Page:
A man who took drugs for the first time aged 12 and spent decades battling addiction has revealed how reaching breaking point during lockdown convinced him to get clean – and now he is helping others do the same.
Nav Phoenix, 36, from London, has been clean for 15 months and he is now using his own experiences to establish a charity for those with addiction, sharing the news ahead of World Mental Health Day (10 October).
“It’s an amazing feeling,” Nav told Jam Press.
“Words can’t describe the feeling of saving someone’s life and watching them grow and turn it all around.
“Recently, I had a message from a 20-year-old who suffered with depression and a cocaine problem.
“He sent me a suicide note and asked me to post it on my Instagram so people knew what he had been through.
“I said: ‘No you tell your story yourself. But you tell it once you come through this. I am by your side every step of the way.’
“I told him I have been there myself. I knew the pain he was feeling.
“I said we would fight together and told him I would help him turn his life around.
“We set out a plan and now he is back in the gym, has moved out of the squat and into a shared house, got a job and is progressing in the right direction. He is also not using anymore.”
The dad-of-two started taking drugs himself as a teenager and believes his decades of living with addiction mean he can reach people who are feeling hopeless.
He said: “I was 12 years old when I first started taking drugs.
“I had a bad upbringing from my family.
“When I was introduced to drugs, they filled the hole that was missing.
“My drug use continued all through my teenage years and it spiralled out of control.”
Aged 17, Navid was driving a car during a crash that killed his best friend, Spud. Although he was charged with death by dangerous driving, he was later found not guilty, but the grief and court case saw his addiction escalate.
He said: “I didn’t want to be alive anymore, so I used to drink and take drugs from the minute I woke up until I passed out at night.”
Navid moved to Spain in 2006 and then back to London in 2007, where he then met his future wife Kasey, now 35.
Although he did try to stop in 2012 after setting up a double-glazing business with his wife, and again when the couple’s twins Parker and Poppie-Belle, both six, were born in 2015, the cycle of addiction continued.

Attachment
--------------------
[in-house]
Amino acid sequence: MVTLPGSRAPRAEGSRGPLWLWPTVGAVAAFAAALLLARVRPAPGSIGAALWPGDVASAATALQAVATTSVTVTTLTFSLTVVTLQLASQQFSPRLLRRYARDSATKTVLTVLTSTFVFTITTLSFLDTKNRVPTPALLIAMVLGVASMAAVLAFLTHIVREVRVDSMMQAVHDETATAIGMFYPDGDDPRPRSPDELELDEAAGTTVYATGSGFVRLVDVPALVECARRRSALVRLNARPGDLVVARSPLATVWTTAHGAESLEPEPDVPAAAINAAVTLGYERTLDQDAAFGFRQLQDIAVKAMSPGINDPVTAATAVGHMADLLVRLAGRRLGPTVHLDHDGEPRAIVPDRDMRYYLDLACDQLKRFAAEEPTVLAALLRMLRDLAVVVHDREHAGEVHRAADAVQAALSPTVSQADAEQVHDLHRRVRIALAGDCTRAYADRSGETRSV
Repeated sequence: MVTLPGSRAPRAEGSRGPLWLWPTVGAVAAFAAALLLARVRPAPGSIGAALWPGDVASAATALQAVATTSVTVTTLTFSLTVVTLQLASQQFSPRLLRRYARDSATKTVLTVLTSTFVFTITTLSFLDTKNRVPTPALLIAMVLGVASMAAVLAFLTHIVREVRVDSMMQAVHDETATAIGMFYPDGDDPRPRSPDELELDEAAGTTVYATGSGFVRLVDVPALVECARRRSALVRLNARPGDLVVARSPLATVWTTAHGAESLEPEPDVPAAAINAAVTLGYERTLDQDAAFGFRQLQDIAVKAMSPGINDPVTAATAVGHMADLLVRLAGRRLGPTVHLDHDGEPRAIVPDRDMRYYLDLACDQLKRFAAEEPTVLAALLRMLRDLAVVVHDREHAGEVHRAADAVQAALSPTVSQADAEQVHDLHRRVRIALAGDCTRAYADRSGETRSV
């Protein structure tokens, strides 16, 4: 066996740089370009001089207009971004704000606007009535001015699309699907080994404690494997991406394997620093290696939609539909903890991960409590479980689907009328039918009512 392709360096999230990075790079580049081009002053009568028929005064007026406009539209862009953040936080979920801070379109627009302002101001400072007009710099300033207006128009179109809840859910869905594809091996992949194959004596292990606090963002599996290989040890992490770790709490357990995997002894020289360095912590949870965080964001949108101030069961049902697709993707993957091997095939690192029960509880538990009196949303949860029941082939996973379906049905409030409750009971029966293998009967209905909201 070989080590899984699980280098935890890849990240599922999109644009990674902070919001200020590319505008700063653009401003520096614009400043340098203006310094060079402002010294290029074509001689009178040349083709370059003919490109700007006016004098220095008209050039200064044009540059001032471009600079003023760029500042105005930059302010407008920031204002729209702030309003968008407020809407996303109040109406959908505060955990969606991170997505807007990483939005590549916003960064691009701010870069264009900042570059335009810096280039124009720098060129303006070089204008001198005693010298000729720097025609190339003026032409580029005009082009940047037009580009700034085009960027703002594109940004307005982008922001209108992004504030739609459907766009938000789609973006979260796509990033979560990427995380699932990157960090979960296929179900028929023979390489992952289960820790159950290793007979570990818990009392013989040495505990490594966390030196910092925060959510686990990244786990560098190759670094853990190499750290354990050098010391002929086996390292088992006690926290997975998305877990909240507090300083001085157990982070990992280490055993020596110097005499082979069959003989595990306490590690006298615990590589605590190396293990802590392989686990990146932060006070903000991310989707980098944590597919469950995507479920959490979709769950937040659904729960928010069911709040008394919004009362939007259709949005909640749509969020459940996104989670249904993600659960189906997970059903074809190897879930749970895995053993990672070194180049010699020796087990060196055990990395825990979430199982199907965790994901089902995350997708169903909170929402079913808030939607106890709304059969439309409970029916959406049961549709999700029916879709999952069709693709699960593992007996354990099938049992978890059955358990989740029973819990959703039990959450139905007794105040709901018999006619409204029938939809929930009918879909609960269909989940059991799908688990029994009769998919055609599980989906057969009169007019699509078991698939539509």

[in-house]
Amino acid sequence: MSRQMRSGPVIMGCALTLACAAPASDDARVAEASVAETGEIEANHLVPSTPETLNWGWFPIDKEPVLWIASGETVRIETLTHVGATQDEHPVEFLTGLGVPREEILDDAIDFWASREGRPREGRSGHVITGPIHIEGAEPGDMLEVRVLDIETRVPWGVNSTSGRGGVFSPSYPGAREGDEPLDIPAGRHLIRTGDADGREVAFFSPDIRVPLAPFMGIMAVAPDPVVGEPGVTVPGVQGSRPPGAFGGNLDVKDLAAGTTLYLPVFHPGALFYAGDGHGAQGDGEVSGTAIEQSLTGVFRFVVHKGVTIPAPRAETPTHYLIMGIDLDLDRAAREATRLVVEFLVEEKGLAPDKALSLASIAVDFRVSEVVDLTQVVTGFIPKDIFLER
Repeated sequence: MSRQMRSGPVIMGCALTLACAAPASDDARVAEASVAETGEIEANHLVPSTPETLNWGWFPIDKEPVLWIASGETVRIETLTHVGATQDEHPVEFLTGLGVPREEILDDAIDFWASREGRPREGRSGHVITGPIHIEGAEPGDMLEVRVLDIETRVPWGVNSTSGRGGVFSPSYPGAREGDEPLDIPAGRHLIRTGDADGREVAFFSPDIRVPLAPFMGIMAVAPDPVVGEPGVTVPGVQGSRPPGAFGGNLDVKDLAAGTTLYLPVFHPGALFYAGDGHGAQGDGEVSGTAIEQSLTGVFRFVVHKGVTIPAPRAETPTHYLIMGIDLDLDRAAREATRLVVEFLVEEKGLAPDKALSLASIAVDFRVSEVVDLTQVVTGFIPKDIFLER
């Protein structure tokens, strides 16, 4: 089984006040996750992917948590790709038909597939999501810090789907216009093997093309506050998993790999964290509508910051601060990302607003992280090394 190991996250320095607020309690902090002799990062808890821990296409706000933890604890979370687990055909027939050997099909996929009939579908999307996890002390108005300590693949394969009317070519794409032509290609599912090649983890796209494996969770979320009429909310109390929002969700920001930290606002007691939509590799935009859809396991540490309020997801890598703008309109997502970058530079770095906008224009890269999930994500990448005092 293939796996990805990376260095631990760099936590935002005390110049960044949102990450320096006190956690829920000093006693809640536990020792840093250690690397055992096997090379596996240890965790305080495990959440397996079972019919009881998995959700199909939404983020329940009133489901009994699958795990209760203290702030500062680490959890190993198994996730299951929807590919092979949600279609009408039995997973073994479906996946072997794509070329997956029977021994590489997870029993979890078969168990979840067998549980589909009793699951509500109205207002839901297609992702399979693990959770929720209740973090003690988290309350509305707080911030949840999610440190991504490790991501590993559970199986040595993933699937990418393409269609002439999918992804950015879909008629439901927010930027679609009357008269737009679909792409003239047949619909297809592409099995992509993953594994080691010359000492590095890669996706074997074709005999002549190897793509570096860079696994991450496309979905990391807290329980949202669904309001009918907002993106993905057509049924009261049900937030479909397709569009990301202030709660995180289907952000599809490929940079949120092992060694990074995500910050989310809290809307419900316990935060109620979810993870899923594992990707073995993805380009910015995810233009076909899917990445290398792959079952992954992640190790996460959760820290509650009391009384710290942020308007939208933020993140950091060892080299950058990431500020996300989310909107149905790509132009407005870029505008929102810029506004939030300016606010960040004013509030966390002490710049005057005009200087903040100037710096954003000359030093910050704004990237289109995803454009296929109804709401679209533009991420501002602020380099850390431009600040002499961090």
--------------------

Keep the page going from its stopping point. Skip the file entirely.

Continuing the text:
When lockdown hit in March 2020, his drug use spiralled even further out of control.
He said: “Lockdown one was very hard for me.
“I went on an 11-week bender. I was in a bad way using all day, everyday.
“My wife got me a Zoom call with a professional who diagnosed me with severe depression, PTSD and cocaine-induced psychotic behaviour.
“I tried to take my life twice. I couldn’t see a way out of this hell I was in.
“My body felt like it was cooking from the inside out.
“My daughter heard me and my wife talking and she said ‘Daddy please don’t go to heaven’.
“I replied ‘I can’t promise that, we will all die one day’.
“Her face dropped so pinky promised I would walk you down the aisle. She said ‘how long is that?’ and I said ‘a very long time’.
“That day I made a choice to fight.”
He gave his wife his phone and stayed inside for three days to get the cocaine he was taking out of his system.
He slowly weaned off the tramadol he was taking as he was worried it was too dangerous to stop suddenly.
Now, 15 months on, Nav is clean, working as a life coach and he has written a book called The Rise of the Phoenix about his experiences.
He said: “It’s crazy how your life can flip 360 degrees in 15 months.
“Don’t get me wrong, it’s been a hard road but I am now in such a positive place, a happy place and helping so many.
“I will push to help as many people as I can as I know what it feels like to be at rock bottom and have no one to help you out.”
Nav is aiming to create a forum for mental health, addictions and fitness and establish a charity to support others.
He said: “We really want people to see how you can beat these things and be happy. With our help, we will make it possible.”
Speaking ahead of World Mental Health Day this Sunday, Nav wants to encourage others to seek help if they are struggling with addiction.
He said: “To anyone in a bad place, just remember where you are right now is only temporary you can turn your life around.
“One thing we work on a lot is structure to your day.
“If you suffer from depression, the first hour of the day is the most important. If you get up, get dressed and leave your house even for a walk, go to the shop, then your day has started off well and will carry on that way.
“If you get up, go downstairs, sit down and don’t do anything, your day will go bad and you will start overthinking.
“I get up every day and get on my bike for 45 mins. That way I have already achieved something in my day. It’s all about setting your day up for a win.”
Over two in five men regularly feel worried or low, according to research from Mind, while 3.2 million people in the UK took a drug in 2020, reveals figures from the Office of National Statistics.
Nav added: “If you get diagnosed with a mental health problem, don’t think there is anything wrong with you.
“You can still live a normal life, you just have to learn to control it and learn to combat it.
“We can help you with this.”